At the end of September, I fell and badly broke my shoulder. A momentary lack of concentration whilst running massively changed many aspects of my daily life in a year which had already been so difficult and strange. It has been challenging – though the fact that much of life is still virtual means that not being able to drive is less of a problem than it normally would be.
So much I took for granted about life has changed. I have had to adapt to doing life one-handed, and am very reliant on the help of others for the simplest of tasks – my lovely mum even had to help me get dressed for the first week.
Change is also very much part of our shared landscape at the moment. Following on from our second round of open conversations, we have encouraged everyone across the Diocese to reflect on what needs to change in our churches so they can be healthier and more sustainable – communities where we are growing as Kingdom People. I wonder where you are on this change journey.
I know many are beginning to engage in local discussions, thinking about ways to do things differently, sharing suggestions for new models of ministry. Churches across Worcestershire and Dudley have already demonstrated remarkable adaptability and resilience this year as we have navigated the impact of Covid-19 restrictions on much of what we took for granted in church life. Holy Week and Easter services moved rapidly online in those early days, none of us thinking for a moment that we would still be having to rethink our normal patterns of worship for advent and Christmas. We have been in a constant state of change and flux, and it feels hard to put energy into beginning to reimagine a future with yet more change.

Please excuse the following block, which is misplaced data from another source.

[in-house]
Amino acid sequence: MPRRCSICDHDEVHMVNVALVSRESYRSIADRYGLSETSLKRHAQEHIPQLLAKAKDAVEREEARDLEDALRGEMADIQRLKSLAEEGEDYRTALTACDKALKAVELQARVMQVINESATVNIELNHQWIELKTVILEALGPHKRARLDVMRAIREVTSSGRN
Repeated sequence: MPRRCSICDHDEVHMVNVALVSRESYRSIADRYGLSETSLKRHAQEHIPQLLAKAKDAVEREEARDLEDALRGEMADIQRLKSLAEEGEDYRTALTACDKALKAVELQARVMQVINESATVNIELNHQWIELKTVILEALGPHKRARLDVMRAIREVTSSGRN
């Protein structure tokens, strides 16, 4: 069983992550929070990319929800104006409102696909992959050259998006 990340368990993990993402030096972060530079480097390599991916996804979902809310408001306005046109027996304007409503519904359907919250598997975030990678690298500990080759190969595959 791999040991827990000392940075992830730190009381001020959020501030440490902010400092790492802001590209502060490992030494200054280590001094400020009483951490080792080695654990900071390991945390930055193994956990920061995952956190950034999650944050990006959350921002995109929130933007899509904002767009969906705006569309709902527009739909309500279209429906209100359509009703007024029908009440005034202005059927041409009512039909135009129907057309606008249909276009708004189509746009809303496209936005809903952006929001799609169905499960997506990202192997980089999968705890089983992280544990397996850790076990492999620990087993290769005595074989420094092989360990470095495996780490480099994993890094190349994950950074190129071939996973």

If there is one thing I have learned through the autumn, it’s that with a broken shoulder I need to swallow my pride and seek the support of others for the simplest of tasks. Because I can’t run I have been trying to walk with people each day – but everyone who comes walking with me has to first tie my boot laces!
Change of any kind is easier when others do it with us. Across our diocese, our churches will need to change in the year ahead to flourish and become all God made them to be in these challenging times, but we are in this together. Please do contact us as archdeacons if we can support you in your thinking and planning. And if ideas are bubbling up and we are allowed to do so, I’m very happy to ponder them with any of you during a socially-distanced winter walk around Droitwich, if you do up my laces first!
Advent is a season of new beginnings. Let’s embrace the opportunity to share hope that 2021 will be a year of exciting possibilities, and may we all know God’s comfort and joy as 2020 draws to a close.
Archdeacon of Dudley